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8656 posts in 1956 days
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#1 posted 04-22-2015 11:18 AM
Nicely done Rick, nicely done !
-- Glen, B.C. Canada
7654 posts in 1583 days
#2 posted 04-22-2015 12:28 PM
Looks real nice. Flat black, satin black, semi-gloss or gloss. Pick what you like. It’s not like you’re putting this in a museum!
-- Perform A Random Act Of Kindness Today ... Pay It Forward
5702 posts in 1619 days
#3 posted 04-22-2015 01:26 PM
You have that lathe looking really up to date. I would love to see that running.I also remember my dad having the same crank grinder on his workbench. My brother and I would take turns at cranking it up.
-- Dave, Downers Grove, Il. -------- When you run out of ideas, start building your dreams.
6607 posts in 1884 days
#4 posted 04-22-2015 01:32 PM
That’s a beautiful tool, Rick! I like the black and paprika. Hope you can get it turning!
-- tr ...see one, do one, teach one...
7115 posts in 2727 days
#5 posted 04-22-2015 01:34 PM
That thing is a beauty!
-- Mauricio - Woodstock, GA - "Confusion is the Womb of Learning, with utter conviction being it's Tomb" Prof. T.O. Nitsch
7557 posts in 2153 days
#6 posted 04-22-2015 02:00 PM
Great work Rick and the lathe stand is a nice build as well.
2335 posts in 1749 days
#7 posted 04-22-2015 02:02 PM
That is a good looking lathe. Good job.
-- Bruce, Boise, ID
3122 posts in 1827 days
#8 posted 04-22-2015 03:25 PM
That’s a great looking lathe, Rick. Your hard work is paying dividends. I like the black and red/paprika color combination too. Looking forward to seeing it turning.
-- People say I hammer like lightning. It's not that I'm fast -- it's that I never hit the same place twice!
#9 posted 04-22-2015 05:37 PM
Thanks guys. I have turned wood on this but my plan now is to retire it. It’s a novelty compared to modern lathes. I tried selling it locally and the only interest was from a guy who wanted to make a grinder out of it so I declined selling it to him. I have a line on a tool rest which will make it complete then I will probably make a display stand for my office.
8522 posts in 1868 days
#10 posted 04-22-2015 05:40 PM
Man that thing is looking good! I wouldn’t mind making a treadle lathe out of it, if I had the space (and proximity to buy it)
-- Mos - Twin Cities, MN - http://www.youtube.com/MosquitoMods - http://www.TheModsquito.com
#11 posted 04-22-2015 06:10 PM
That’s a good idea, making a variable speed grinder out of an old lathe, not one this nice though.
2130 posts in 1744 days
#12 posted 04-22-2015 06:28 PM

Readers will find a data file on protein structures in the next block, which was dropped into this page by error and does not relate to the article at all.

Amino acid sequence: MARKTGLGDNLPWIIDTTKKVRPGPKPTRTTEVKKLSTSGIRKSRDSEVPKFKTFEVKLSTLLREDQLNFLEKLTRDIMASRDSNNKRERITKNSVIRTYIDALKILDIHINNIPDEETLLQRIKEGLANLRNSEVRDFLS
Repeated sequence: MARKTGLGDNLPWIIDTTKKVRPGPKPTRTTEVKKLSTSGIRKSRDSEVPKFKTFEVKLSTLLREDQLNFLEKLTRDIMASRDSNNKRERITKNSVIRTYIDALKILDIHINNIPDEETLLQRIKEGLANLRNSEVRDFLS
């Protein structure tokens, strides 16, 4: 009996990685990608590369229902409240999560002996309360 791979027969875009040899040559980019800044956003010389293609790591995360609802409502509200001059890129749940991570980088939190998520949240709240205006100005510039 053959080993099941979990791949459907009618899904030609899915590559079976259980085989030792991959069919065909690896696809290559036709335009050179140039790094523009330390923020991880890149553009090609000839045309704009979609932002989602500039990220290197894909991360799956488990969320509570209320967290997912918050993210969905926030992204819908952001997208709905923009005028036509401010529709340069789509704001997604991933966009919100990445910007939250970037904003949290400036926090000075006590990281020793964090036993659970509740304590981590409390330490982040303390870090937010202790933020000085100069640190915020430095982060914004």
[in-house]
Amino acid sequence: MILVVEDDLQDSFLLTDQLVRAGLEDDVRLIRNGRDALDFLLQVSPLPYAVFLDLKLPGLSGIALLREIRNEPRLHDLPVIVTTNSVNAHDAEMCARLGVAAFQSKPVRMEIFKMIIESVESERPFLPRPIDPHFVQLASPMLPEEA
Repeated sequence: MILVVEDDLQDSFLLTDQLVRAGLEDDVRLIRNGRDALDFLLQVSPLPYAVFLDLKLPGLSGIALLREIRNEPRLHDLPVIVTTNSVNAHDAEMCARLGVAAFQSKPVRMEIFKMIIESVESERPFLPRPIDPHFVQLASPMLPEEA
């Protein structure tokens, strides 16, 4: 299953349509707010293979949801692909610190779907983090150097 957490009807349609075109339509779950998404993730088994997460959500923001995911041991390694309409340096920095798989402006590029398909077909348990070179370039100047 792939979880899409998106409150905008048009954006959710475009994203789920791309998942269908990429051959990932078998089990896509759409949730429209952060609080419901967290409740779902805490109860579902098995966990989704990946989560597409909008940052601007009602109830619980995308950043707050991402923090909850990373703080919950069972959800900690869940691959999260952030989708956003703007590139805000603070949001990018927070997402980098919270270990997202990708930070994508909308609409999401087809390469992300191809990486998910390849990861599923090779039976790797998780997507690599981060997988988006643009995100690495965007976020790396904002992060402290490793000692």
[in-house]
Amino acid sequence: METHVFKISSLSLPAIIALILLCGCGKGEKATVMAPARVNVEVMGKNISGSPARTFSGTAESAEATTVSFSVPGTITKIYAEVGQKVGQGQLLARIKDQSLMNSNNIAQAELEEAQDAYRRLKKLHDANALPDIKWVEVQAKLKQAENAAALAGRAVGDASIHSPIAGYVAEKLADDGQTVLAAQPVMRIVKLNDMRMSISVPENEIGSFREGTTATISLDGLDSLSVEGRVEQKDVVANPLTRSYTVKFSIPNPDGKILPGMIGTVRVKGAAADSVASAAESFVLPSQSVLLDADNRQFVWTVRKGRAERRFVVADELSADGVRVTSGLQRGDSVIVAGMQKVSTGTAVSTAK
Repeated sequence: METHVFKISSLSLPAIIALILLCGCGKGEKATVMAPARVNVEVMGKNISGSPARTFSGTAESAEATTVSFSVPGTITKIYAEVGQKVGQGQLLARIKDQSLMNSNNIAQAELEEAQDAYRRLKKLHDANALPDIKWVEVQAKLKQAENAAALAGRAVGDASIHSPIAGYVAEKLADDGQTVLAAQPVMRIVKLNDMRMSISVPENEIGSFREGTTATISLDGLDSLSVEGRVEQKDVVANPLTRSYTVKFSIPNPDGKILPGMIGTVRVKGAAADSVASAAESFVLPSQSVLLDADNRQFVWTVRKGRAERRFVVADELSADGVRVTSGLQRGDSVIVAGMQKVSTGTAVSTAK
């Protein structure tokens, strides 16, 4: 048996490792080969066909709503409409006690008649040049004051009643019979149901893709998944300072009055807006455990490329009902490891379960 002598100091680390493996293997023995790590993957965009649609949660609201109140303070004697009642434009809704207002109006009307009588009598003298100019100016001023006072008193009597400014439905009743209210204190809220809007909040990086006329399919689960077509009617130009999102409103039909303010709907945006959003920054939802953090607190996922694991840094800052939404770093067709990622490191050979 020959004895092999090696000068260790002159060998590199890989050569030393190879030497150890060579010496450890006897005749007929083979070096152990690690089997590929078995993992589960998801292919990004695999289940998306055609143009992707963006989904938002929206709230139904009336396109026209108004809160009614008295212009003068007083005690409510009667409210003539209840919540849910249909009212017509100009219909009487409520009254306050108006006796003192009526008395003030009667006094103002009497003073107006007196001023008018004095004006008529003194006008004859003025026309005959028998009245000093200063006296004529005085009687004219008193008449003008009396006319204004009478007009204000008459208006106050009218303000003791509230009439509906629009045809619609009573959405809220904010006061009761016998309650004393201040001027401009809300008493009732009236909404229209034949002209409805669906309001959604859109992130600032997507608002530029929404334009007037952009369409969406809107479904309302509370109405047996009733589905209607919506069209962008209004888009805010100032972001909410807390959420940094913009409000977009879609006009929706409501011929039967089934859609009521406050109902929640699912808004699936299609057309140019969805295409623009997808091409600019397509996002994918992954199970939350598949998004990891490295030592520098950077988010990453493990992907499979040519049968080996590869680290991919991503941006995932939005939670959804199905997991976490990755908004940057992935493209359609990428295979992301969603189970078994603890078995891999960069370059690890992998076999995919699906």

Great job Rick. Looks to me as a very good build and solid (cast iron) machine.
-- My englisch is bad but how is your dutch?
#13 posted 04-22-2015 07:42 PM
That s a good idea, making a variable speed grinder out of an old lathe, not one this nice though.
This lathe came with a work arbor for mounting a grinding wheel or other attachments. They also made a buffing spindle for the outboard side. I’ve considered using it that way but it’s not worth the effort unless you want to make a treadle setup because it takes up a lot of space for the size. The inboard only has a 7” swing so you are limited to a 6” grinding wheel and would need a bushing to adapt to the smaller lathe arbor. But making a multipurpose grinder/buffer/sander from an old lathe is a great idea and you don’t need anything but the headstock.
1903 posts in 900 days
#14 posted 12-14-2015 07:41 PM
Rick, late to the party as usual. I just stumbled on this blog today. I was given a 494 a couple of years ago and have occasionally looked for a tool rest for it. Haven’t done anything with it due to the fact I don’t currently have a suitable shop. Here is a view from the backside cause I can’t turn the table around right now
You can see I still have the bolt and knob for the tool rest, but would like to find the rest.You might not be able to see, but the pulleys were changed to v-belt pulleys at some point, probably for ease of replacing belts.Below is the motor that was on it, a Westinghouse 1/4 hp 1725 rpm. Humms nice and quiet :)
The motor was set toward the rear of the table to avoid the chips flying. Your motor must turn the other direction. The piece closest to the camera (broken of course) was bolted to one side of the motor and the little round extensions sat in the cradles thus suspending the motor by one side to provide belt tension. There is also enough forward and back adjustability for all 3 pulley positions.
I got replacement oilers from McMaster Carr. It hase a faceplate screwed onto the headstock.
I think this takes a #1 Morse Taper?
Someday, I plan on getting it cleaned up and in working order, if I can find the toolrest. There was a post in Practicalmachinist.com back in May 2009 by MarcD referring to reproductions being made at Cattail Foundry, wherever that is.
-- "Duck and Bob would be out doin some farming with funny hats on." chrisstef
24853 posts in 2442 days
#15 posted 12-14-2015 08:29 PM
Rick, that is beautiful. Nice work.
helluvawreck aka Charleshttp://woodworkingexpo.wordpress.com
-- If a man does not keep pace with his companions, perhaps it is because he hears a different drummer. Let him step to the music which he hears, however measured or far away. Henry David Thoreau
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